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  9. Freddie, In your experience, in the cases of those unfortunate to have “crossed the wire”, is there still a reasonable element of self-control (I'm thinking mainly of the binge alcoholics) as to where and when they drink and “misbehave”? Thanks for your brilliant blog. I hope things are still good with you and Jane. Best wishes. (and a question for And So She Said above - How aware are you of the binge state when you are in it (or just before)? Do you call ambulances etc and what are you thinking when/if you do? Is it total confusion in your head? - good luck and best wishes.) bob b

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    1. Bob b.- I have never called an ambulance, but the urge would strike me so quick and I had zero self control, I'd find myself only focusing on the alcohol. I didn't care one I was drunk. I'd scream ugly & hurtful things, never remembering the next day. My binges would last hours, not days.

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  10. Freddie? Where and how are you?

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  11. Hi gigi. I am still here! Still surviving. Things have been not too bad which is why I haven't been posting. Not much to say. Things are a bit fragile. Jane had a small drink today and when she has had a drink, like anyone, she is horrible. I feel down today...the anonymous victim of an alcoholic.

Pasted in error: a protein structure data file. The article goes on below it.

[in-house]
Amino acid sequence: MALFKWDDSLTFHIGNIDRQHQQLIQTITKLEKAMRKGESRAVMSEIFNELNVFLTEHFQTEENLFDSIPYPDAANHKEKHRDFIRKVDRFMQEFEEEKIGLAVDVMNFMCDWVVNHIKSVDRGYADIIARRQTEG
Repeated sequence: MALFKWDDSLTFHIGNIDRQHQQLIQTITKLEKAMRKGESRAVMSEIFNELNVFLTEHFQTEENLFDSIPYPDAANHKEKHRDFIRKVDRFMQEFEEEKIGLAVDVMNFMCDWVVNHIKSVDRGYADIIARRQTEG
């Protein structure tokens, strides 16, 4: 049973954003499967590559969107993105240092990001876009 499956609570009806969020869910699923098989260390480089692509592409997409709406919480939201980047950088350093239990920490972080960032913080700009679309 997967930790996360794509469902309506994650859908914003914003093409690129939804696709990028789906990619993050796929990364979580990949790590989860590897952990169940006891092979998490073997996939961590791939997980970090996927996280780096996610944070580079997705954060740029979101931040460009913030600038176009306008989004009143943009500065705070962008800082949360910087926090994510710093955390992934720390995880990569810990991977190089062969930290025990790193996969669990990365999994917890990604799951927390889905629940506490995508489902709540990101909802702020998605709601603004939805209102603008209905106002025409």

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    1. I'm glad to hear from you as I'm sure your other readers are as well. I'm glad it has been quiet, because I'm sure you need your breaks when you can get them. Its crazy how many women out there are going thru this kind of thing. I never thought I'd ever have a problem with alcohol, but I do. I truly hope for Janes sake and mine, we can somehow finally realize that we are just the kind of girls who can never drink again. I wish you and Jane all the best, and you are in my thoughts.

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  12. Hi Gigi, it is a tough and never ending road really. It is a constant battle. And you know for every alcoholic there are many near alcoholics or people who don't consider themselves alcoholics but who are. I think life is getting more difficult not easier. It is getting more competitive that is for sure. I think also it is tough for young people in the west - Europe, North America etc at the moment and that can lead to drink problems. For ,e there is something fundamentally wrong with the human and the world that we created that leads us to want to get out.

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I'd like to hear the experiences of both alcoholics and the victims of alcoholics, please.